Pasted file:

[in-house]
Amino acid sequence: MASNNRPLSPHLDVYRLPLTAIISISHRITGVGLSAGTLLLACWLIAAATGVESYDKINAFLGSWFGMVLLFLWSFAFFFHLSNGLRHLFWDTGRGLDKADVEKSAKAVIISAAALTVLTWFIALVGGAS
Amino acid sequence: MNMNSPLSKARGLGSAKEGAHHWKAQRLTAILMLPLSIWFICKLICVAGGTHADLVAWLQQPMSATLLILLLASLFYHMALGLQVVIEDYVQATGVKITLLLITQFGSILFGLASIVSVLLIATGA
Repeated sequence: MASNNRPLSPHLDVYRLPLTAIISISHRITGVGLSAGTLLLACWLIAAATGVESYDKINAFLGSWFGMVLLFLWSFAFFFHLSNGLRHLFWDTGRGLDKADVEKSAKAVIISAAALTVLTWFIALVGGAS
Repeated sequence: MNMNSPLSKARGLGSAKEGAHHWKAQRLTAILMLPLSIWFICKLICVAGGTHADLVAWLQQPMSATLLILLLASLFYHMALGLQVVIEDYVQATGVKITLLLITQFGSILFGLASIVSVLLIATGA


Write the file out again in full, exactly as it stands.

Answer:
[in-house]
Amino acid sequence: MASNNRPLSPHLDVYRLPLTAIISISHRITGVGLSAGTLLLACWLIAAATGVESYDKINAFLGSWFGMVLLFLWSFAFFFHLSNGLRHLFWDTGRGLDKADVEKSAKAVIISAAALTVLTWFIALVGGAS
Amino acid sequence: MNMNSPLSKARGLGSAKEGAHHWKAQRLTAILMLPLSIWFICKLICVAGGTHADLVAWLQQPMSATLLILLLASLFYHMALGLQVVIEDYVQATGVKITLLLITQFGSILFGLASIVSVLLIATGA
Repeated sequence: MASNNRPLSPHLDVYRLPLTAIISISHRITGVGLSAGTLLLACWLIAAATGVESYDKINAFLGSWFGMVLLFLWSFAFFFHLSNGLRHLFWDTGRGLDKADVEKSAKAVIISAAALTVLTWFIALVGGAS
Repeated sequence: MNMNSPLSKARGLGSAKEGAHHWKAQRLTAILMLPLSIWFICKLICVAGGTHADLVAWLQQPMSATLLILLLASLFYHMALGLQVVIEDYVQATGVKITLLLITQFGSILFGLASIVSVLLIATGA